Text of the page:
Initial safe sex discussions-First Time Sex - How it should be | Safe Sex | Durex

Being prepared, being ready, and being safe are healthy and wise. Preventing getting or spreading sexually transmitted infections STIs , such as HIV, gonorrhea, or syphilis, helps both you and your partners stay disease-free. Plus, smart use of birth control can help you avoid an unplanned pregnancy. Birth control options are expanding. Today, daily pills, monthly injections, vaginal rings, and intrauterine devices are all options for preventing pregnancy if you are sexually active.

Initial safe sex discussions

Initial safe sex discussions

The short answer? Often, the Initial safe sex discussions of a parent sae enough to interrupt the play. However, you can say that when a man and a woman love each other, they like to be close to one another. And does your partner feels the same way? It might seem like trite advice, but the best way to prevent pregnancy and lower your risk for getting an STI is to use barrier protection correctly every time you have a sexual encounter. Your general practitioner can conduct the test. Updated: August 8, Lubricants can also prevent Initial safe sex discussions tearing during sex. Topics addressed in sex-ed class can include anatomy, sexually transmitted diseases STDsand pregnancy.

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Answering their kids' questions about sex is a responsibility that many parents dread.

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Being prepared, being ready, and being safe are healthy and wise. Preventing getting or spreading sexually transmitted infections STIs , such as HIV, gonorrhea, or syphilis, helps both you and your partners stay disease-free.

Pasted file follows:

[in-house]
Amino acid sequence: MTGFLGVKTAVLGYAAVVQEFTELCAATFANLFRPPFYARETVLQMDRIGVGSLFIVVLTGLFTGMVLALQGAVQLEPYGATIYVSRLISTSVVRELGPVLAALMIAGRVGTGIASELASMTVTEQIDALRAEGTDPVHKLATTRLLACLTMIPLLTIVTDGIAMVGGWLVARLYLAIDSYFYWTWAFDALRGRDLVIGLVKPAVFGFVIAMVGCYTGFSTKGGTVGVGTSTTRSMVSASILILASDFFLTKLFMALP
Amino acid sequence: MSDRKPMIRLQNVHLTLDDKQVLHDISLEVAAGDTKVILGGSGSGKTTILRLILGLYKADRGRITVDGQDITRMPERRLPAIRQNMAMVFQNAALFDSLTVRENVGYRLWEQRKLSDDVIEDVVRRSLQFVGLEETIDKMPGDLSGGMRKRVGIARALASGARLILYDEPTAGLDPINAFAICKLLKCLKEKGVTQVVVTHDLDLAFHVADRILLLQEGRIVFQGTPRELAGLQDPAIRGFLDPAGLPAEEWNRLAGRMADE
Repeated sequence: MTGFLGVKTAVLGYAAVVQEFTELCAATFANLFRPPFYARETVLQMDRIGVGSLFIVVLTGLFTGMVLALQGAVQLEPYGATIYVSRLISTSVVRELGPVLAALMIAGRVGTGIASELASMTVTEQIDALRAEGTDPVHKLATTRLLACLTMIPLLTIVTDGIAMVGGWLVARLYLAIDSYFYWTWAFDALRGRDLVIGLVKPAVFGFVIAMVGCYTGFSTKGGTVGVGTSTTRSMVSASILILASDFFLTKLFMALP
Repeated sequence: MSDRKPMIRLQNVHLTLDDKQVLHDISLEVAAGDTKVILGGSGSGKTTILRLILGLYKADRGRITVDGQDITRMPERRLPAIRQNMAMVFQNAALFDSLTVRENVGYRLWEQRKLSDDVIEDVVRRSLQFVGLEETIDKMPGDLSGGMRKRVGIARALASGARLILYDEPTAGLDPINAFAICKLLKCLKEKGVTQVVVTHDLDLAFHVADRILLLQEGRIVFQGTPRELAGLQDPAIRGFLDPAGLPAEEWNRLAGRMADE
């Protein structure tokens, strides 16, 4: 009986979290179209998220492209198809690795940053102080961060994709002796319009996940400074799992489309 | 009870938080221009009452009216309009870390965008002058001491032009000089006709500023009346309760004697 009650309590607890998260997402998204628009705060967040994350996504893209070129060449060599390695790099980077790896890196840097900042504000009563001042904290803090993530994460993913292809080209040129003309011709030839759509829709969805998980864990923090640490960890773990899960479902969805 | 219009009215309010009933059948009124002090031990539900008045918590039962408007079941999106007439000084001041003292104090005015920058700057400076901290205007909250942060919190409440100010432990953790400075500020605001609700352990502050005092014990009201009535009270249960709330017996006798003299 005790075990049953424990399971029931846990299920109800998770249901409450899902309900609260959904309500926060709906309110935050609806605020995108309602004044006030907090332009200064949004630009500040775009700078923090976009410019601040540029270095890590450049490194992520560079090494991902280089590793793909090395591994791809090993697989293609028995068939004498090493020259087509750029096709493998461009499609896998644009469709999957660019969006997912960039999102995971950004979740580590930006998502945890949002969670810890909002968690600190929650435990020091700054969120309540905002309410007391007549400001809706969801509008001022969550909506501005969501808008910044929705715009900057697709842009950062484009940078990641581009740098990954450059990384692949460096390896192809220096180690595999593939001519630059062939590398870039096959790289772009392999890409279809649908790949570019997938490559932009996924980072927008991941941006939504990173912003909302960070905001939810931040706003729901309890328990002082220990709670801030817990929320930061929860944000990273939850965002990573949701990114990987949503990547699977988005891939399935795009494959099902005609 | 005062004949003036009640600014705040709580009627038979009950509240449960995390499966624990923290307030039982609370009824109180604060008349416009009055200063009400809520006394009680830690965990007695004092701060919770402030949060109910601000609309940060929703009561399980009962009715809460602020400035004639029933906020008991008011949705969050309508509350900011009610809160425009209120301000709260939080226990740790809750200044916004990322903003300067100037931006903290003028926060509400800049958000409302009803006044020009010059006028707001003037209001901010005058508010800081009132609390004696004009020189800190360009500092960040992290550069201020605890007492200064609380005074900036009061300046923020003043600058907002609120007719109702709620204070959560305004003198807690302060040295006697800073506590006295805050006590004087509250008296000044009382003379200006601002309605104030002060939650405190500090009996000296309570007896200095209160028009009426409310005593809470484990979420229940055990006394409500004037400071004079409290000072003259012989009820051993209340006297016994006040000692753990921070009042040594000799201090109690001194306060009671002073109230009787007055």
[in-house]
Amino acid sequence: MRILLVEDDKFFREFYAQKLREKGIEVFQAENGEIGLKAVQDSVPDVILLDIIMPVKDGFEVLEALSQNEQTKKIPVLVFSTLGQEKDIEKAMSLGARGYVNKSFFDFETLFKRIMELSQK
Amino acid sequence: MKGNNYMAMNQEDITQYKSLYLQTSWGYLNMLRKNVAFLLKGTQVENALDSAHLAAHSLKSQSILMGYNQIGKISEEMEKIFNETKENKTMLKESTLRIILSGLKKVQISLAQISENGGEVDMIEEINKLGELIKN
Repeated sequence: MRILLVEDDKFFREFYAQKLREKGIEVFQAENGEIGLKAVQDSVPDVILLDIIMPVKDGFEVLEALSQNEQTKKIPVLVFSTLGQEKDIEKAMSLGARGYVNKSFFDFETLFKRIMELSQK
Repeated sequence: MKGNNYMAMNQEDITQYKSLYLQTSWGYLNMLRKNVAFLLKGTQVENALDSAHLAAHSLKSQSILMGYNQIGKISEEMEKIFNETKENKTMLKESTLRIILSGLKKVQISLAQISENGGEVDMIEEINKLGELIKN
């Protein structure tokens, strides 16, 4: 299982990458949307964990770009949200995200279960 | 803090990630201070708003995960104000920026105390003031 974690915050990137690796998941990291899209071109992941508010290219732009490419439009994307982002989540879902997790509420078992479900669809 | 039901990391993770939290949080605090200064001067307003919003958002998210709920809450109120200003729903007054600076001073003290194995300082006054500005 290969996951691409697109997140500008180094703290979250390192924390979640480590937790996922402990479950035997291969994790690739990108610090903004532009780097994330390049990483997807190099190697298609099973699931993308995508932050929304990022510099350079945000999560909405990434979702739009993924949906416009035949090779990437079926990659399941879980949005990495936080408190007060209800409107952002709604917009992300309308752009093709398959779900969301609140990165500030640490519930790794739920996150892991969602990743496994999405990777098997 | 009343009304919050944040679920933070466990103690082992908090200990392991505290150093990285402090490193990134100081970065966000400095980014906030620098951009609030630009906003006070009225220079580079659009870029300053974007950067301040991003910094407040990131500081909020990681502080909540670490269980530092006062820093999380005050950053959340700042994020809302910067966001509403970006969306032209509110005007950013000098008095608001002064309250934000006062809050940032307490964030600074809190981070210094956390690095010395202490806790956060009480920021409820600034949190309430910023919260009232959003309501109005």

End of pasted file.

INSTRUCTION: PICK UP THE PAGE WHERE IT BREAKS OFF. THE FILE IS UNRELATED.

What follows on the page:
Plus, smart use of birth control can help you avoid an unplanned pregnancy. Birth control options are expanding. Today, daily pills, monthly injections, vaginal rings, and intrauterine devices are all options for preventing pregnancy if you are sexually active. Talk with your health care provider about your birth control options if you are or may become sexually active. At each yearly check-up, discuss your lifestyle changes and decide if your birth control option is still the right one for you.

Also, if your birth control is causing unwanted side effects such as dizziness or decreased sex drive , work with your doctor to find a birth control option that works better. By the time you find out you have the STI, you may have unknowingly shared it with someone.

Likewise, a partner may unknowingly share an STI with you. Your general practitioner can conduct the test. It might seem like trite advice, but the best way to prevent pregnancy and lower your risk for getting an STI is to use barrier protection correctly every time you have a sexual encounter.

If your partner does not want to use a male condom, you can use a female condom. Also, natural condoms, often made from lambskin, can prevent pregnancy, but they do not protect against HIV or other STIs. Be honest about your sexual past, your preferences, and your decision to practice safe sex. This way, you and your partner can communicate openly. Also, discussing your past opens up the path to talk about testing for STIs. You can contract STIs from vaginal, anal, and oral sex. Share this decision with any partners, too, as a way to keep yourself accountable.

Limit your number of sexual partners. Each new partner brings a history of other sexual partners, sexual encounters, and potential infections. Apart from abstinence, the best way to prevent contracting an STI is to be part of a long-term, one-partner relationship. As long as the two of you remain faithful to one another, you may reach a point in your relationship where you decide to have sex without barrier protection.